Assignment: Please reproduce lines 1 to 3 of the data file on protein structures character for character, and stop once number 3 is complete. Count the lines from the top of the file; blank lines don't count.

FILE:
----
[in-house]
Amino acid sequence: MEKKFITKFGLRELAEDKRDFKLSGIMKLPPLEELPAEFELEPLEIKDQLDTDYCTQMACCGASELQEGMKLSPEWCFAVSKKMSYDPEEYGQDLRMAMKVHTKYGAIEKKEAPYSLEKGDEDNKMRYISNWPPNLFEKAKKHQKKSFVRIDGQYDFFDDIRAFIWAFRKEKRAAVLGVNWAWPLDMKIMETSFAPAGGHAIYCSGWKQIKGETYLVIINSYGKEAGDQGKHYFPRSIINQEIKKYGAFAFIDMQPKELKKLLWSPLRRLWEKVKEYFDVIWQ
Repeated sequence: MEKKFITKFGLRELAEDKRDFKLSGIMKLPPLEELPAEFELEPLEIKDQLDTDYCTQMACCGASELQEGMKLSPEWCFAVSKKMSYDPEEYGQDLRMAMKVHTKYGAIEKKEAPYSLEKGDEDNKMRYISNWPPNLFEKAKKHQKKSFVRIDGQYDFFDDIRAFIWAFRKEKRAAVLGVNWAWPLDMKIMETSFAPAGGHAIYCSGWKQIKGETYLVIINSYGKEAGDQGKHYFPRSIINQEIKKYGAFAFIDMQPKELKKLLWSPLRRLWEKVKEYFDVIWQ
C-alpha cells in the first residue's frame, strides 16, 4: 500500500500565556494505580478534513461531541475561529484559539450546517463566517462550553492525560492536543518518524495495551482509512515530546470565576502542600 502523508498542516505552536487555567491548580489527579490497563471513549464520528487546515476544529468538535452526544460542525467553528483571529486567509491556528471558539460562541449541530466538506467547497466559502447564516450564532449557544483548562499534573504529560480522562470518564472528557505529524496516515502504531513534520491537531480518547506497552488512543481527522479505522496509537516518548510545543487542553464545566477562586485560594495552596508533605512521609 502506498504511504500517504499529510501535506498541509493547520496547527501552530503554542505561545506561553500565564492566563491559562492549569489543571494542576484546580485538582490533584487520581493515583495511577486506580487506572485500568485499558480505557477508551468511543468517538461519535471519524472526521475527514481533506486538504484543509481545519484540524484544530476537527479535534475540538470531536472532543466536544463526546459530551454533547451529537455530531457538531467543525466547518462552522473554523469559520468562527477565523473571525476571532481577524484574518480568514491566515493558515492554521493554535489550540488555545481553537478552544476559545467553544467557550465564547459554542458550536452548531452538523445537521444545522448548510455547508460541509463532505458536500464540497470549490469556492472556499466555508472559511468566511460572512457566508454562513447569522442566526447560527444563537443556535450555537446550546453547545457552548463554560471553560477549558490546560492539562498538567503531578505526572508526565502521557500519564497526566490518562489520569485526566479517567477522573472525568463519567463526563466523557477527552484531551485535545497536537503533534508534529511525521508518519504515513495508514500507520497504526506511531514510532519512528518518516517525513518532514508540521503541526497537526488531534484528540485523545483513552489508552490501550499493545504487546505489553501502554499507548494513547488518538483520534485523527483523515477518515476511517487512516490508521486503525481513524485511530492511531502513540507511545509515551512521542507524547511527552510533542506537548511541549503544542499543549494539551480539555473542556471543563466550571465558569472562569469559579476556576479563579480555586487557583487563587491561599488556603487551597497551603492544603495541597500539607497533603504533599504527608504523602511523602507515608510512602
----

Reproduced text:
[in-house]
Amino acid sequence: MEKKFITKFGLRELAEDKRDFKLSGIMKLPPLEELPAEFELEPLEIKDQLDTDYCTQMACCGASELQEGMKLSPEWCFAVSKKMSYDPEEYGQDLRMAMKVHTKYGAIEKKEAPYSLEKGDEDNKMRYISNWPPNLFEKAKKHQKKSFVRIDGQYDFFDDIRAFIWAFRKEKRAAVLGVNWAWPLDMKIMETSFAPAGGHAIYCSGWKQIKGETYLVIINSYGKEAGDQGKHYFPRSIINQEIKKYGAFAFIDMQPKELKKLLWSPLRRLWEKVKEYFDVIWQ
Repeated sequence: MEKKFITKFGLRELAEDKRDFKLSGIMKLPPLEELPAEFELEPLEIKDQLDTDYCTQMACCGASELQEGMKLSPEWCFAVSKKMSYDPEEYGQDLRMAMKVHTKYGAIEKKEAPYSLEKGDEDNKMRYISNWPPNLFEKAKKHQKKSFVRIDGQYDFFDDIRAFIWAFRKEKRAAVLGVNWAWPLDMKIMETSFAPAGGHAIYCSGWKQIKGETYLVIINSYGKEAGDQGKHYFPRSIINQEIKKYGAFAFIDMQPKELKKLLWSPLRRLWEKVKEYFDVIWQ